Welcome!

What’s New!

  • If you are feeling in crisis due to the impact of the COVID-19 virus, please contact me for a free phone consultation (585) 432-0313. If I am not available in a timely manner, please call the hotline 211. ~ Catherine
  • Alleviate Anxiety Group sessions begin on March 19, 2020. Click here for details.
  • My interactive Alleviate Your Anxiety course is now live! Cleveland Emotional Health Courses

“Welcome! I’m glad you found me! My name is Catherine Cleveland M.S., LMHC-P, and I am here to help. As your counselor, I will provide a private, safe, and compassionate setting with a collaborative approach as you navigate through life’s challenges. Cleveland Emotional Health is conveniently located at 61 Main Street, Suite #4 in Geneseo, New York, 30 minutes south of Rochester. However, if you do not live in the area, have mobility or transportation problems, I also welcome online video sessions (telemental health). No matter what you’re going through, whether it is pain, depression, anxiety, trauma, or PTSD, there is hope. Please contact me to set up a session today!”

Don’t forget to visit my blog, the Wisdom Room! In this blog, you will find a lot of insightful information to help develop more curiosity into human nature and to realize that you are not alone in your distress!

61 Main St # 4, Geneseo, NY 14454 For more information text or call (585) 432-0313 Email me: clevelandemotionalhealth@gmail.com

Reasons to Consider Me as Your Counselor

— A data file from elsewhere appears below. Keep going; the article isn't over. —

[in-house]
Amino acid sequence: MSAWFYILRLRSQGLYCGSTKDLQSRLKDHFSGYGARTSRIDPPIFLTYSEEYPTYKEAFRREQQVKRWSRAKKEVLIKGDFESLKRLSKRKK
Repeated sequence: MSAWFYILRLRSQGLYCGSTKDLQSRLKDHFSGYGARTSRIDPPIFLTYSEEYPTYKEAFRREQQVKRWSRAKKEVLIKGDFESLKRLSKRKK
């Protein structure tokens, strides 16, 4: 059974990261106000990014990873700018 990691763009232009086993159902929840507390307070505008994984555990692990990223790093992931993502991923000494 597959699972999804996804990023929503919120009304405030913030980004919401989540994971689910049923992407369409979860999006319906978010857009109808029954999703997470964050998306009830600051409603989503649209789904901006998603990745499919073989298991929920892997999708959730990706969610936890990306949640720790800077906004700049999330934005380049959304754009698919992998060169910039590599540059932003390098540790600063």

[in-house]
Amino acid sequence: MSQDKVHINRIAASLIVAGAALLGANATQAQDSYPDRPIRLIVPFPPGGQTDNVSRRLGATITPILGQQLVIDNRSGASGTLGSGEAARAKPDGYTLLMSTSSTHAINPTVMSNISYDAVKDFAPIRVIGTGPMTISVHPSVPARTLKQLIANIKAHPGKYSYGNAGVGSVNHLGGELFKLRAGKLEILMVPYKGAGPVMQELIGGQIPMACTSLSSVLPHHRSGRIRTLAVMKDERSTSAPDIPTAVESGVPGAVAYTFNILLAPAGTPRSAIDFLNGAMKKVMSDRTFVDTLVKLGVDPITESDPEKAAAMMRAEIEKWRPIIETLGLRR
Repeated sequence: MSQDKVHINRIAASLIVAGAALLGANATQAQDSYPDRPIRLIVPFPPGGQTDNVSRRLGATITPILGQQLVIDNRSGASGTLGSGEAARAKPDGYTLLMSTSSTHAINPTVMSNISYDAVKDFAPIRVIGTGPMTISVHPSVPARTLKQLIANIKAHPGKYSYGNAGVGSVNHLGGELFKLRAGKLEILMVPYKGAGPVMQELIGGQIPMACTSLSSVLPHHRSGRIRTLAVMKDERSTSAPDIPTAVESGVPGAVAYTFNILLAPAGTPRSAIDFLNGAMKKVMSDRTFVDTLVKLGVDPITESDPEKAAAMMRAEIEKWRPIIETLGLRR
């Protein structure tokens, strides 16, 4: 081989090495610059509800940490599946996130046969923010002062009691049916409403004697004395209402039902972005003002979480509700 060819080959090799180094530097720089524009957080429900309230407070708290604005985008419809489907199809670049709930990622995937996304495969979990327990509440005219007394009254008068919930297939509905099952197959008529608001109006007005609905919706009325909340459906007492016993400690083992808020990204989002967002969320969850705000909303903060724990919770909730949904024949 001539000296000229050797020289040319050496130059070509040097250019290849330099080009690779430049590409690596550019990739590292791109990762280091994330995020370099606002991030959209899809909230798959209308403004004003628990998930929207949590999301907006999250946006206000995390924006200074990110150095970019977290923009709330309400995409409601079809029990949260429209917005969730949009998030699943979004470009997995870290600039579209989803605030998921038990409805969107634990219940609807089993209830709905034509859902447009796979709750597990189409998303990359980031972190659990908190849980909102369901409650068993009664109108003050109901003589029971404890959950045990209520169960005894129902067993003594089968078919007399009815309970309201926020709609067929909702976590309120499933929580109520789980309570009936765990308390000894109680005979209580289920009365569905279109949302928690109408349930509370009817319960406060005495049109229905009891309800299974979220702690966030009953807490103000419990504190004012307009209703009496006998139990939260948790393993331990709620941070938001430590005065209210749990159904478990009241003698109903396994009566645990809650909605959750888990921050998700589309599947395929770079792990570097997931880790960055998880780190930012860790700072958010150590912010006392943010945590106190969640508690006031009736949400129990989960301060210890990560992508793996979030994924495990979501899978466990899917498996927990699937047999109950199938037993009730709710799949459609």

Counseling

  • Choosing a counselor is an important decision. Reaching out almost always brings up anxiety – will they understand me? Can I trust this person with my thoughts, feelings? Will they really be able to help me? Everyone shares these questions in one form or another. Regardless if you had therapy in the past, or this may be your first time, it can be difficult to take that first step! I am a kind, strengths-based, compassionate, and nonjudgmental counselor.
  • As your counselor, I will create a space for you to safely and privately express your problems and personal pain. 
  • To enhance your counseling experience, I encourage you to text, email me, or use your personal online journal (in your secure client portal) between sessions to help you express your thoughts in the moment.

My Specialties

  • I specialize in treating clients that have been traumatized at some point in their life. Trauma has a way of staying with us for a lifetime if not properly processed. Managing trauma symptoms including, anxiety, depression, low self-worth, suicidality, and hypervigilance (otherwise labeled as ADHD, overactive nerves, disruptive moods, or conduct disorder) are not effective in the long term. Processing symptoms rather than only “managing” and “coping” with symptoms are key to psychological healing. 
  • I specialize in helping clients better understand their chronic pain. Many do not realize that physical and psychological pain impacts the same brain regions as physical injury. The means, regardless of whether the source of your pain, biogenic, psychogenic, or both, your pain is real. If your pain issues are not getting resolved medically, you may want to consider how the effects of stress or trauma are manifesting as physical pain.